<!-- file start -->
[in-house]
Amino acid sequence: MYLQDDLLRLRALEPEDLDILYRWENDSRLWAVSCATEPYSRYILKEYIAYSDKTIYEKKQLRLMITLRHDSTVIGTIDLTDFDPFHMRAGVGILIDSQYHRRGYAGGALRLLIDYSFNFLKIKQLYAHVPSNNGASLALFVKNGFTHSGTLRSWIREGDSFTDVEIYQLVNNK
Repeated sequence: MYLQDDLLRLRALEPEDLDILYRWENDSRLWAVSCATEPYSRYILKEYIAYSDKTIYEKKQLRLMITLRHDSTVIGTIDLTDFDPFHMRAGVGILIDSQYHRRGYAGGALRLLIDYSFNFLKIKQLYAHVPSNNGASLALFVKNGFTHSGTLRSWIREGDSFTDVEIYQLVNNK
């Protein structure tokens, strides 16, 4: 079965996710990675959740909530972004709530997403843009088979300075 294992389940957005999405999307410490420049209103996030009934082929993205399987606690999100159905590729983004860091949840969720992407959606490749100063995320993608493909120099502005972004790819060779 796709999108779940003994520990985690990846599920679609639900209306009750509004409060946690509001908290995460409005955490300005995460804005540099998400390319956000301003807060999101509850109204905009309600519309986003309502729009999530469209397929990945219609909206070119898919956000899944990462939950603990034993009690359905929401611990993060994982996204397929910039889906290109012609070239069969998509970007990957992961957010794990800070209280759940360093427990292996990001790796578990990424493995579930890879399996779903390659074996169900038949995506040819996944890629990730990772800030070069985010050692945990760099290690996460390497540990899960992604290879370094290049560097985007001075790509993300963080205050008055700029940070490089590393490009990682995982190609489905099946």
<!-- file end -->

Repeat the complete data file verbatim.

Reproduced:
[in-house]
Amino acid sequence: MYLQDDLLRLRALEPEDLDILYRWENDSRLWAVSCATEPYSRYILKEYIAYSDKTIYEKKQLRLMITLRHDSTVIGTIDLTDFDPFHMRAGVGILIDSQYHRRGYAGGALRLLIDYSFNFLKIKQLYAHVPSNNGASLALFVKNGFTHSGTLRSWIREGDSFTDVEIYQLVNNK
Repeated sequence: MYLQDDLLRLRALEPEDLDILYRWENDSRLWAVSCATEPYSRYILKEYIAYSDKTIYEKKQLRLMITLRHDSTVIGTIDLTDFDPFHMRAGVGILIDSQYHRRGYAGGALRLLIDYSFNFLKIKQLYAHVPSNNGASLALFVKNGFTHSGTLRSWIREGDSFTDVEIYQLVNNK
């Protein structure tokens, strides 16, 4: 079965996710990675959740909530972004709530997403843009088979300075 294992389940957005999405999307410490420049209103996030009934082929993205399987606690999100159905590729983004860091949840969720992407959606490749100063995320993608493909120099502005972004790819060779 796709999108779940003994520990985690990846599920679609639900209306009750509004409060946690509001908290995460409005955490300005995460804005540099998400390319956000301003807060999101509850109204905009309600519309986003309502729009999530469209397929990945219609909206070119898919956000899944990462939950603990034993009690359905929401611990993060994982996204397929910039889906290109012609070239069969998509970007990957992961957010794990800070209280759940360093427990292996990001790796578990990424493995579930890879399996779903390659074996169900038949995506040819996944890629990730990772800030070069985010050692945990760099290690996460390497540990899960992604290879370094290049560097985007001075790509993300963080205050008055700029940070490089590393490009990682995982190609489905099946």